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Phyllis Michaux Papers

Identifier: GTM-990430

Scope and Contents

The Phyllis Michaux Papers contain materials amassed by the founder and first president of the Association of American Wives of Europeans (AAWE) concerning Americans living overseas and their citizenship rights. A series of subject files comprising letters and printed matter regarding overseas voting and citizenship rights is retained. An extensive series of case files for the Aldo Bellei Case is preserved. That particular legal case focused on the debate about the number of years American children born in Europe had to live in the United States to maintain their American citizenship. Coverage is also given to the rights of American women abroad and their children.


  • 1927 - 2002
  • Majority of material found within 1960 - 1999

Conditions Governing Access note

Most manuscripts collections at the Georgetown University Booth Family Center for Special Collections are open to researchers; however, restrictions may apply to some collections. Collections stored off site require a minimum of three days for retrieval. For use of all manuscripts collections, researchers are advised to contact the Booth Family Center for Special Collections in advance of any visit.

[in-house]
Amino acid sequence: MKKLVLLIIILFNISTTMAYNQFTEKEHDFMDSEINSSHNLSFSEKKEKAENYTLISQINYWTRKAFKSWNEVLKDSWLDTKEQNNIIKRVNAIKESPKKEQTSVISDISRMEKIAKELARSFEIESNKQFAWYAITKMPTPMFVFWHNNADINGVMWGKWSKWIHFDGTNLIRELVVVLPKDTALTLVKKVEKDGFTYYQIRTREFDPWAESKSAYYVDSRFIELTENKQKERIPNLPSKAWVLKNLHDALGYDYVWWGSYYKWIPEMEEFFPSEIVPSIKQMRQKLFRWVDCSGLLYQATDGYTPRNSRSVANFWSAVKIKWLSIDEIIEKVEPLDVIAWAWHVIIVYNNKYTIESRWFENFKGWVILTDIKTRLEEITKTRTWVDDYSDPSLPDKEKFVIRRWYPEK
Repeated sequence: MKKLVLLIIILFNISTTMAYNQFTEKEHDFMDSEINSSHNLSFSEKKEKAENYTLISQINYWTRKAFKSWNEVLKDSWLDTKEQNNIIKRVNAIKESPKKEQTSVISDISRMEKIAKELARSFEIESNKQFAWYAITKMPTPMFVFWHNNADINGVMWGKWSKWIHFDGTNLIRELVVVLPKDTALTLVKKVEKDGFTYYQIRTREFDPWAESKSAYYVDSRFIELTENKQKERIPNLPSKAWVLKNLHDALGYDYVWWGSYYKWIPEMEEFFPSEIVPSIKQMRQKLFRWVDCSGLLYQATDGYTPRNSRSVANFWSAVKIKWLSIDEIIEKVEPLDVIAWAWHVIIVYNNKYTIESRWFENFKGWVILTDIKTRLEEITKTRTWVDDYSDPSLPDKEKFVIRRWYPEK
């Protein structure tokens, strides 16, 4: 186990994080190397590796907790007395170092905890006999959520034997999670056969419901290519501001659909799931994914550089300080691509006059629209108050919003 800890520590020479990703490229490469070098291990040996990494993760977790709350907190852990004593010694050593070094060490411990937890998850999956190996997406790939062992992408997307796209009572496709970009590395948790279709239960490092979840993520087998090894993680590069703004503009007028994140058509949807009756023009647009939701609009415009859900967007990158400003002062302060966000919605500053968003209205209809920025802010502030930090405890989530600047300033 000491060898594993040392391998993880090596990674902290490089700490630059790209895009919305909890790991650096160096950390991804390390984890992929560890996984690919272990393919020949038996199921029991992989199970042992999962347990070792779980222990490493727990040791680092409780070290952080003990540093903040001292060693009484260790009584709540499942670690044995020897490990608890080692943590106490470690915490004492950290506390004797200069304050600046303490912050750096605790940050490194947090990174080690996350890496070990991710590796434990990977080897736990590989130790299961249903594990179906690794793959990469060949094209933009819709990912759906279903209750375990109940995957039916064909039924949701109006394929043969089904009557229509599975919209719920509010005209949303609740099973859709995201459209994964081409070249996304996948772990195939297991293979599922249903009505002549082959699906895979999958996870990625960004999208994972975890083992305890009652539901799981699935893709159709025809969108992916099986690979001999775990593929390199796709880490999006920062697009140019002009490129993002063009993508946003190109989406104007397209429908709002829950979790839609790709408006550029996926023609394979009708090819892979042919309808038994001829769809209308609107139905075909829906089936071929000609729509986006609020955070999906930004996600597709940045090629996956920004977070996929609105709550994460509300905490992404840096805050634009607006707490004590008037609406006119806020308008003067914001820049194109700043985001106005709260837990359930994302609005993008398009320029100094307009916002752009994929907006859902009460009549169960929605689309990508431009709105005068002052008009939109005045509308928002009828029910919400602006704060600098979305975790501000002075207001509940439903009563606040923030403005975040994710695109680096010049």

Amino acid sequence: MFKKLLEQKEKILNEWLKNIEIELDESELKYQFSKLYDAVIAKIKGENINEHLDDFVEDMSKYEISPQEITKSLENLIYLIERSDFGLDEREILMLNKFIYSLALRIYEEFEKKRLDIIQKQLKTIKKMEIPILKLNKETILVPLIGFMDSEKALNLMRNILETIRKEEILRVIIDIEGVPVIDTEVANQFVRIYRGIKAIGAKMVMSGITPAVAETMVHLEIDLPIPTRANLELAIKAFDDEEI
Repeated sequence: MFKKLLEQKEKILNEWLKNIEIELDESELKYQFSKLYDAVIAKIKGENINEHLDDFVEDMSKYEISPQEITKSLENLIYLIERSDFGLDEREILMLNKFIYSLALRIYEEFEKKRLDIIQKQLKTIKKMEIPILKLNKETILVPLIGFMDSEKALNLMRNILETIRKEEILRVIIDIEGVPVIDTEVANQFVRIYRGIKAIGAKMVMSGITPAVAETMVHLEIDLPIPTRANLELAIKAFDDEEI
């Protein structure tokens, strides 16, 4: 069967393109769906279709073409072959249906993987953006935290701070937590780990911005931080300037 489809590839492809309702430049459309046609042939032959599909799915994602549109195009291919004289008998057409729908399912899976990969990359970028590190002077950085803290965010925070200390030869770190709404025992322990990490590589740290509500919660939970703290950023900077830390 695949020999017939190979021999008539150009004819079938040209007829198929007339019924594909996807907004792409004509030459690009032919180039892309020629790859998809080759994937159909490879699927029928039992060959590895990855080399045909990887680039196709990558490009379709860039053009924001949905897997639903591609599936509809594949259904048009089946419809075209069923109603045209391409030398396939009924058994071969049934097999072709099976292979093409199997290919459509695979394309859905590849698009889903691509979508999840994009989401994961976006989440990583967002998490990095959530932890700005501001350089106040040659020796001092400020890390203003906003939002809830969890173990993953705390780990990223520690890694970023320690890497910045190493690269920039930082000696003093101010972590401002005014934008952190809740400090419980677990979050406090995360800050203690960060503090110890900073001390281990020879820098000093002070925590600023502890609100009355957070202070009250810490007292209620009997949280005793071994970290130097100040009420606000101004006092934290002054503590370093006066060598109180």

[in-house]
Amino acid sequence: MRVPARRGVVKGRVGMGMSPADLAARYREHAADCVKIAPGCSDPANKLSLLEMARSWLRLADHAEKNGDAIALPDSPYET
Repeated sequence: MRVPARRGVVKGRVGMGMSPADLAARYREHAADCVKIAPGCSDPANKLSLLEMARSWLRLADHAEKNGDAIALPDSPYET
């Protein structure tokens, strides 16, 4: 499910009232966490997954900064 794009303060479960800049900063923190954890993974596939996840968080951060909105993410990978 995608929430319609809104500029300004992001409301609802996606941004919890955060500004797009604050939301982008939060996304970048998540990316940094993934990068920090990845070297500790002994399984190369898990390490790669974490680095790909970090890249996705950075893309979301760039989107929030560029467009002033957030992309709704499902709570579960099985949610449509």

Biographical/Historical note

Phyllis Michaux (1922- ) was the founder and first president of the Association of American Wives of Europeans (AAWE), a non-profit volunteer organization of American women, resident in France, who share interests in bi-cultural living. AAWE provides information and education on bilingualism, citizenship, education, legal, and voting rights to American citizens living abroad. The organization is a member of the Federation of American Women’s Clubs Overseas (FAWCO). As an American citizen living in France since 1946, and raising a family with her French husband, Michaux became increasingly concerned about the implications of her children’s dual citizenship. Under Section 301(b) of the U.S. Immigration and Nationality Act of 1952 children born overseas of an American parent could not retain citizenship unless they resided for five consecutive years in the United States between the ages of fourteen and twenty-eight. In 1961, Michaux mobilized a group of fifty concerned mothers who brought their concerns about the citizenship law to the U.S. Department of State. A year later, organized and led by Michaux as the AAWE, the women embarked on letter-writing campaigns to Congress. Through their efforts, the citizenship law was amended in 1968 with the residence period reduced from five to two years. Michaux chronicled the history of AAWE in her book "The Unknown Ambassadors: A Saga of Citizenship"(1996). The AAWE is now an organization of six hundred members based primarily in France.


2.5 Linear Feet (5 boxes)

Language of Materials


Phyllis Michaux Papers
Scott S. Taylor. Georgetown University Library Booth Family Center for Special Collections, Washington, D.C.
Description rules
Local Practice
Language of description
Script of description
Language of description note

Repository Details

Part of the Georgetown University Manuscripts Repository

Lauinger Library, 5th Floor
37th and O Streets, N.W.
Washington DC 20057